Understanding Chess Middlegames
This book has its origins in my earlier title Understanding Chess Endgames, which was published in 2009. The format of that book involved choosing 100 important topics and devoting two pages to each, and I wondered if it would be possible to treat the middlegame in the same way. The book you are holding is the result.
The middlegame is the most difficult part of chess to write about. With an opening book there are accepted formulae, such as the repertoire book, which provide a structure and limit the area you need to cover. The middlegame, by contrast, is a vast and poorly-charted ocean, and attempting to cover it in one book is a considerable challenge. It’s inevitable that the two pages devoted to each topic cannot penetrate very deeply; indeed, whole books have been devoted to some of the individual topics. However, my intention is not to examine in detail all aspects of the middlegame, but to offer an overview of the subject. Different readers will probably use this book in differing ways. For some, it will provide an introduction to many middlegame concepts that they have not met before, while for more advanced players it can provide a quick revision course and serve to highlight any gaps in their knowledge.
I hope that all readers will find the examples instructive and entertaining. Finding suitable examples is a particular problem for authors tackling the middlegame. Middlegames are inherently messy, and it is very rare for a game to be dominated by one theme. More often several themes are intertwined and as the game progresses different ideas come to the fore. Some authors tackle this problem by simply ignoring all aspects of the example apart from the one they are focusing on, but this can be misleading. Readers tend to develop a simplistic view of middlegames, and start to think that all they need to do is have a plan such as ‘dominate the dark squares’ and the game will play itself. Real games very rarely have such a simple course since your opponent will try to interfere with your plan and you will have to adapt your strategy to the evolving circumstances on the board. In this book I have adopted a different method, based on focusing on key moments and decisions, and trying so far as possible to describe the most important concepts in words. There is little detailed analysis in the book, but that doesn’t mean that the examples were not carefully analysed. All too often in chess literature, one finds a general description of a game which, when checked by detailed analysis, turns out to be a complete misrepresentation of what happened. With this book, I first analysed the examples in depth with computer assistance (Deep Fritz, Deep Rybka and the free engine Houdini, depending on the type of position) and used this analysis as a basis for my general description of the course of the game, omitting all but the most important variations. The result is that some examples may appear less clear-cut than is usual in textbooks, but I have preferred to offer an accurate portrayal of a game rather than paint over inconvenient details.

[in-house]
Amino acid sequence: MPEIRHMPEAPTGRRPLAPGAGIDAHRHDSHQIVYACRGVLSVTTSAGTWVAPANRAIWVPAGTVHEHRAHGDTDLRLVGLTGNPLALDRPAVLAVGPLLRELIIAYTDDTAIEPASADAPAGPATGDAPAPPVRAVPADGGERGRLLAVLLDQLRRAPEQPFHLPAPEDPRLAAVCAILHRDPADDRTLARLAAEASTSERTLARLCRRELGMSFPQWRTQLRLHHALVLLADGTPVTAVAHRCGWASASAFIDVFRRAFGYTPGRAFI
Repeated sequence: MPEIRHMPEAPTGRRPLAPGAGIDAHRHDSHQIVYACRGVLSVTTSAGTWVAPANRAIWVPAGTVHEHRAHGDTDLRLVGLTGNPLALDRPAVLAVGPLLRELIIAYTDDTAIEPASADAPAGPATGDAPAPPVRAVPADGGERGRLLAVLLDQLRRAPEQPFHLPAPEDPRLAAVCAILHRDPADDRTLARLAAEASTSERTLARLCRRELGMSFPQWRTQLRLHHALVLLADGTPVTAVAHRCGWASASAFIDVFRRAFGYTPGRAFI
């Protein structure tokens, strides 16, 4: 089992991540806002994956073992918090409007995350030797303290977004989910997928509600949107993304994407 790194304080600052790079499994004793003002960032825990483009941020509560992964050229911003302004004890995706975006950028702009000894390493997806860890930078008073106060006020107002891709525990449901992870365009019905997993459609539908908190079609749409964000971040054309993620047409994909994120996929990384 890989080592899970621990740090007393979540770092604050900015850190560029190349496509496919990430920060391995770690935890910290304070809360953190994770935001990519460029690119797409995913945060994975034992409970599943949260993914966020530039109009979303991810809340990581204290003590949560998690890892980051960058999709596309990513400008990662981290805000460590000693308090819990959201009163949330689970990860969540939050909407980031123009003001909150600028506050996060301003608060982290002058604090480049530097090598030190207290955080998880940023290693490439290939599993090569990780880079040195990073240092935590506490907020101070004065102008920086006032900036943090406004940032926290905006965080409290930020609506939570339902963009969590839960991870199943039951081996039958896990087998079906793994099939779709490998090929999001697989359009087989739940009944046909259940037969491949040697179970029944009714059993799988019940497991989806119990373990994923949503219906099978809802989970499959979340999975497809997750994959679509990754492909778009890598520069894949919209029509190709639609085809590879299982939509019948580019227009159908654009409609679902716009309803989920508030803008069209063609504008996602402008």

The examples have as far as possible been chosen from recent games, so there are many positions involving the stars of today such as Anand, Carlsen, Kramnik and Kariakin. At the very least, I hope readers will enjoy these 200 examples of middlegame play, but I would like to address a few words on the structure of the book to those who wish to do a little more than dip into the book at random. The book starts with two short essays, the first being ‘Myths of the Middlegame’, which warns that some concepts that are repeatedly found in textbooks are at best partially true. The myth of the queenside majority is taken as a case in point. The second essay, ‘Interconnectedness’, shows how middlegame positions should be considered in a holistic manner, since events on one part of the board can dramatically influence the situation in another part of the board, and strategic decisions can have long-term repercussions that influence every facet of the game. It’s wrong to divide positions into chunks which are then considered independently, and if you think like this you are going to miss a lot of important ideas.
After this, the book moves on to the 100 middlegame topics. These are spread across the eight parts of the book (see the Contents list for details), and each part starts with a two-page introduction which links the positions in that part together. These introductions are important and should be read carefully before going on to the individual sections in that part of the book. The examples have been chosen mainly for their instructive qualities, with a particular focus on the key point that I wish to make. It’s certainly worth going through the whole of the game, since a careful reader will pick up other useful tips. As an example, Anand-Svidler, Moscow 2009 appears in Section 15 on ‘Central Pawns’, but it could equally well have been placed in Section 76 on ‘Queenside and Kingside Majorities’ or even in the essay on ‘Myths of the Middlegame’ . I’ve chosen to emphasize the point that an extra central pawn can form the basis for a kingside attack, but I could also have mentioned the powerlessness of Black’s queenside majority or the fact that his superficially attractive central outpost on d4 didn’t help him to defend against White’s threats. When playing over the examples, bear in mind the other middlegame themes that are mentioned in this book, because several may crop up in one example.
I hope that readers will find this book informative and entertaining, and that they will in future have a broader view of the middlegame and better appreciate the many subtleties which arise in this phase of the game.
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